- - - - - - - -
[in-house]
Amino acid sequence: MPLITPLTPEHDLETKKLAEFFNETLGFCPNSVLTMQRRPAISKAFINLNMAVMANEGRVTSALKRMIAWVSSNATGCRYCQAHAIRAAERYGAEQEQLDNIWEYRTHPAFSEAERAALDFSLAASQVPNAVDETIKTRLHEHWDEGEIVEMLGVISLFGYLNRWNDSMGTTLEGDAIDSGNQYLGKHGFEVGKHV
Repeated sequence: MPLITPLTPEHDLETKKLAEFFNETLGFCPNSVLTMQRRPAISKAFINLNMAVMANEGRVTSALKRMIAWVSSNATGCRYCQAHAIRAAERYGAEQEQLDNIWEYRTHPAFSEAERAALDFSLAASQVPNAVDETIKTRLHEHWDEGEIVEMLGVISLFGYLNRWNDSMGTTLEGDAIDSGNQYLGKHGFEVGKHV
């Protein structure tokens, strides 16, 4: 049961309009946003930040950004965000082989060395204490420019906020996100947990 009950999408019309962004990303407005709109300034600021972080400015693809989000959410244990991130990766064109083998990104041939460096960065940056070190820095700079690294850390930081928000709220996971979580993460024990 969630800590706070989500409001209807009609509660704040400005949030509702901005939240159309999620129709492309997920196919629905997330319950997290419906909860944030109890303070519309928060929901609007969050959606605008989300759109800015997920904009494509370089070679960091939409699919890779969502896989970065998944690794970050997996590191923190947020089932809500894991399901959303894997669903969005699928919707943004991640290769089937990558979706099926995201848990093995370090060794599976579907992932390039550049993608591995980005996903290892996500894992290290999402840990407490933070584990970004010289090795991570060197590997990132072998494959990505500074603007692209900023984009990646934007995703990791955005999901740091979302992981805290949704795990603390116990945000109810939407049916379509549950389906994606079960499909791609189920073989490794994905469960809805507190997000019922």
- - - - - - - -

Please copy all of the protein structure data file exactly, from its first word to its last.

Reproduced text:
[in-house]
Amino acid sequence: MPLITPLTPEHDLETKKLAEFFNETLGFCPNSVLTMQRRPAISKAFINLNMAVMANEGRVTSALKRMIAWVSSNATGCRYCQAHAIRAAERYGAEQEQLDNIWEYRTHPAFSEAERAALDFSLAASQVPNAVDETIKTRLHEHWDEGEIVEMLGVISLFGYLNRWNDSMGTTLEGDAIDSGNQYLGKHGFEVGKHV
Repeated sequence: MPLITPLTPEHDLETKKLAEFFNETLGFCPNSVLTMQRRPAISKAFINLNMAVMANEGRVTSALKRMIAWVSSNATGCRYCQAHAIRAAERYGAEQEQLDNIWEYRTHPAFSEAERAALDFSLAASQVPNAVDETIKTRLHEHWDEGEIVEMLGVISLFGYLNRWNDSMGTTLEGDAIDSGNQYLGKHGFEVGKHV
């Protein structure tokens, strides 16, 4: 049961309009946003930040950004965000082989060395204490420019906020996100947990 009950999408019309962004990303407005709109300034600021972080400015693809989000959410244990991130990766064109083998990104041939460096960065940056070190820095700079690294850390930081928000709220996971979580993460024990 969630800590706070989500409001209807009609509660704040400005949030509702901005939240159309999620129709492309997920196919629905997330319950997290419906909860944030109890303070519309928060929901609007969050959606605008989300759109800015997920904009494509370089070679960091939409699919890779969502896989970065998944690794970050997996590191923190947020089932809500894991399901959303894997669903969005699928919707943004991640290769089937990558979706099926995201848990093995370090060794599976579907992932390039550049993608591995980005996903290892996500894992290290999402840990407490933070584990970004010289090795991570060197590997990132072998494959990505500074603007692209900023984009990646934007995703990791955005999901740091979302992981805290949704795990603390116990945000109810939407049916379509549950389906994606079960499909791609189920073989490794994905469960809805507190997000019922």